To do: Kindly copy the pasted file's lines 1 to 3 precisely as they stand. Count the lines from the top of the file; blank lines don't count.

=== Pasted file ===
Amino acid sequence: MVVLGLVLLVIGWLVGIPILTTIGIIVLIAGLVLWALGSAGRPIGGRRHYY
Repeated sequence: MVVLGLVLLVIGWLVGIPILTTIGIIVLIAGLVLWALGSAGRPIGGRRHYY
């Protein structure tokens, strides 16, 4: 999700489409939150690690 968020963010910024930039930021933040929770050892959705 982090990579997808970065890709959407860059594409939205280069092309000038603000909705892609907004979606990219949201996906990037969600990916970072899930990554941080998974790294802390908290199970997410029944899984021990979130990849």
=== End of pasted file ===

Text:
Amino acid sequence: MVVLGLVLLVIGWLVGIPILTTIGIIVLIAGLVLWALGSAGRPIGGRRHYY
Repeated sequence: MVVLGLVLLVIGWLVGIPILTTIGIIVLIAGLVLWALGSAGRPIGGRRHYY
């Protein structure tokens, strides 16, 4: 999700489409939150690690 968020963010910024930039930021933040929770050892959705 982090990579997808970065890709959407860059594409939205280069092309000038603000909705892609907004979606990219949201996906990037969600990916970072899930990554941080998974790294802390908290199970997410029944899984021990979130990849």